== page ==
How Brexit affects Australian Grain
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How Brexit affects Australian Grain

How Brexit affects Australian Grain

Australian canola has typically entered the EU market via ports in Germany, France and Belgium. On the face of it then, Brexit should have no bearing on Australia’s exports of canola to Europe. However, a recent shipment of canola from Newcastle to the United Kingdom suggests that Brexit could affect Australian grain.

For canola, current access to the EU is not encumbered by tariffs and quota, but by technical requirements. In particular, the Renewable Energy Directive of the EU requires certification that canola used in biodiesel production delivers 50 per cent emission savings compared to conventional diesel production. That savings requirement increases to 60 per cent in 2018. For canola to be eligible for import to the EU, growers must participate in one of two certification schemes, but must participate separately for each exporter they work with. EU non-GM premiums of $20 - $50/tonne has so far made this additional administration worthwhile.

Brexit has the potential to increase the burden of the Renewable Energy Directive. Following Brexit, the UK may establish its own scheme, it may abandon it altogether or it may set different savings targets. While manageable in their own right these complications would likely increase the required premiums to encourage canola exports to the EU and UK, and would certainly alter the potential to capitalise on short-term opportunistic sales. Opportunities like the most recent shipment to the United Kingdom would be a possible casualty.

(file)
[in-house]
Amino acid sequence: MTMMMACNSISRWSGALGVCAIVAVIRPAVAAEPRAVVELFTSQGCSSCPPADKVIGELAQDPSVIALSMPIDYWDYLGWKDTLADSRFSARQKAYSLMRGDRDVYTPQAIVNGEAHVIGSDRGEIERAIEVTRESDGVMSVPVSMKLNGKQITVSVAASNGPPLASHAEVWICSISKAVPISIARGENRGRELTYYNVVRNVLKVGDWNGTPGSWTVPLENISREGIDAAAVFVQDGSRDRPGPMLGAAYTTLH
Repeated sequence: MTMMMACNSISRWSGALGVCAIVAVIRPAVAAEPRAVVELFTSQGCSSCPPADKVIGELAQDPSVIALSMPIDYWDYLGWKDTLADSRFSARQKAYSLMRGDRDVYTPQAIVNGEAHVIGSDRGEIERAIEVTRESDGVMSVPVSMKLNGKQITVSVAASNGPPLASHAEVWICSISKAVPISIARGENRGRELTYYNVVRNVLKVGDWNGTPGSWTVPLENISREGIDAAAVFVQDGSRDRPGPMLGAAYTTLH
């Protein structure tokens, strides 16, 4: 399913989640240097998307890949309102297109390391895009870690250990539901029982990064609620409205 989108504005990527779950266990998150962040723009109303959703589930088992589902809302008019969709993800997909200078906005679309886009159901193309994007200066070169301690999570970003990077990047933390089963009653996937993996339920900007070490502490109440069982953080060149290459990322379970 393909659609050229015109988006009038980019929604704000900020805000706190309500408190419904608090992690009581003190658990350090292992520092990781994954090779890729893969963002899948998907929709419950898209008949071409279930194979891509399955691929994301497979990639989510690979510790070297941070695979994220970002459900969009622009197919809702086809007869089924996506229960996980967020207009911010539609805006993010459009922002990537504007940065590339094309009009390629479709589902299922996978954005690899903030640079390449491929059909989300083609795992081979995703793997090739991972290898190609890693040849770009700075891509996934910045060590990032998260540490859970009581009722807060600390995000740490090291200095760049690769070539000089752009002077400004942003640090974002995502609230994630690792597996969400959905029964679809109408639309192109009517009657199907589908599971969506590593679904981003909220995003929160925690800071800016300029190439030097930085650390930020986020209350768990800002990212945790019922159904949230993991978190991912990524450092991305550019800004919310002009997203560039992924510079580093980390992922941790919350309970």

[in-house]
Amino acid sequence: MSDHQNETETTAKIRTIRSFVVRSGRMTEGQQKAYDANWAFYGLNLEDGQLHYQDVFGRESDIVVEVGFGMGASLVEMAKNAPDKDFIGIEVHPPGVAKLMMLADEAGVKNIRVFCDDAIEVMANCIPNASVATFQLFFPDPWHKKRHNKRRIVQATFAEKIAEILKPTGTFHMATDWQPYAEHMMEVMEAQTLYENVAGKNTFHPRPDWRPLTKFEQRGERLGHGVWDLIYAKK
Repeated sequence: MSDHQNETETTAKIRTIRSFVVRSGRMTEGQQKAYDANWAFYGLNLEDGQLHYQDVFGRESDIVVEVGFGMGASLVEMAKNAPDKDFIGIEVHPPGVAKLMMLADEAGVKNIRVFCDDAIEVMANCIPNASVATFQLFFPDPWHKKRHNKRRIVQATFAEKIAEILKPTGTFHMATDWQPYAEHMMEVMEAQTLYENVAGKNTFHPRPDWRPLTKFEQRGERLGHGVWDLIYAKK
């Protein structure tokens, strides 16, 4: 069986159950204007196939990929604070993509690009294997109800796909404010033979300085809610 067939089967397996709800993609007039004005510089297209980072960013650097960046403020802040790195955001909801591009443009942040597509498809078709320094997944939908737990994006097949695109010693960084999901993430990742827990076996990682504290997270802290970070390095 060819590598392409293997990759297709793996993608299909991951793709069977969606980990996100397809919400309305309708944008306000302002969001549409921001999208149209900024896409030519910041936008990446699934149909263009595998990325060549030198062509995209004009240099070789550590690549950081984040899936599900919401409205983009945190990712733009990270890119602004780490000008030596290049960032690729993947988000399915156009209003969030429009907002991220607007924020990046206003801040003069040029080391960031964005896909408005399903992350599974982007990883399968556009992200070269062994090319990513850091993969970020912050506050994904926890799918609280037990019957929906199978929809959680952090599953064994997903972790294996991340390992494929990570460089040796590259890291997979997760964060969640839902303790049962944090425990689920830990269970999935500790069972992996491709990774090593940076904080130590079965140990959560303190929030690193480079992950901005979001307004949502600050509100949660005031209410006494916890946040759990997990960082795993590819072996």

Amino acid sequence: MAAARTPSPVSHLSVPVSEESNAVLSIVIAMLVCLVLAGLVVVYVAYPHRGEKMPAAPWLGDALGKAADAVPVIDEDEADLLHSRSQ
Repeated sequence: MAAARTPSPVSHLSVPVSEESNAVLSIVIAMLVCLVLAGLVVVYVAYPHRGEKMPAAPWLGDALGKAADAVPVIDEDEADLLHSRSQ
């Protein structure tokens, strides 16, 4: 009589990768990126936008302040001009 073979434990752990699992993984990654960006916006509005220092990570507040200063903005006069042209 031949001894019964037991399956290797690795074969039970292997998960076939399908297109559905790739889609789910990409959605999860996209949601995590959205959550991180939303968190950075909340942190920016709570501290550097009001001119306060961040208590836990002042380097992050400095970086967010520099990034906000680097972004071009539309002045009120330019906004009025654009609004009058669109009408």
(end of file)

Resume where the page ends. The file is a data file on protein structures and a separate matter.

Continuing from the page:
Like all commodity exports post Brexit, currency strengths will be the most significant driver of Brexit’s impact on changed Australian grain export prospects in that part of the world. Resultant differences in technical access requirements whether related to the RED, genetic modification or traditional sanitary and phytosanitary specifications, will all contribute to reduced flexibility in sales destination. Should Brexit be just the first departure from the EU, complications into the future will grow and the cost of selling canola to the European nations escalate.

European Union imports of Australian canola
Source: UN Comtrade, Rabobank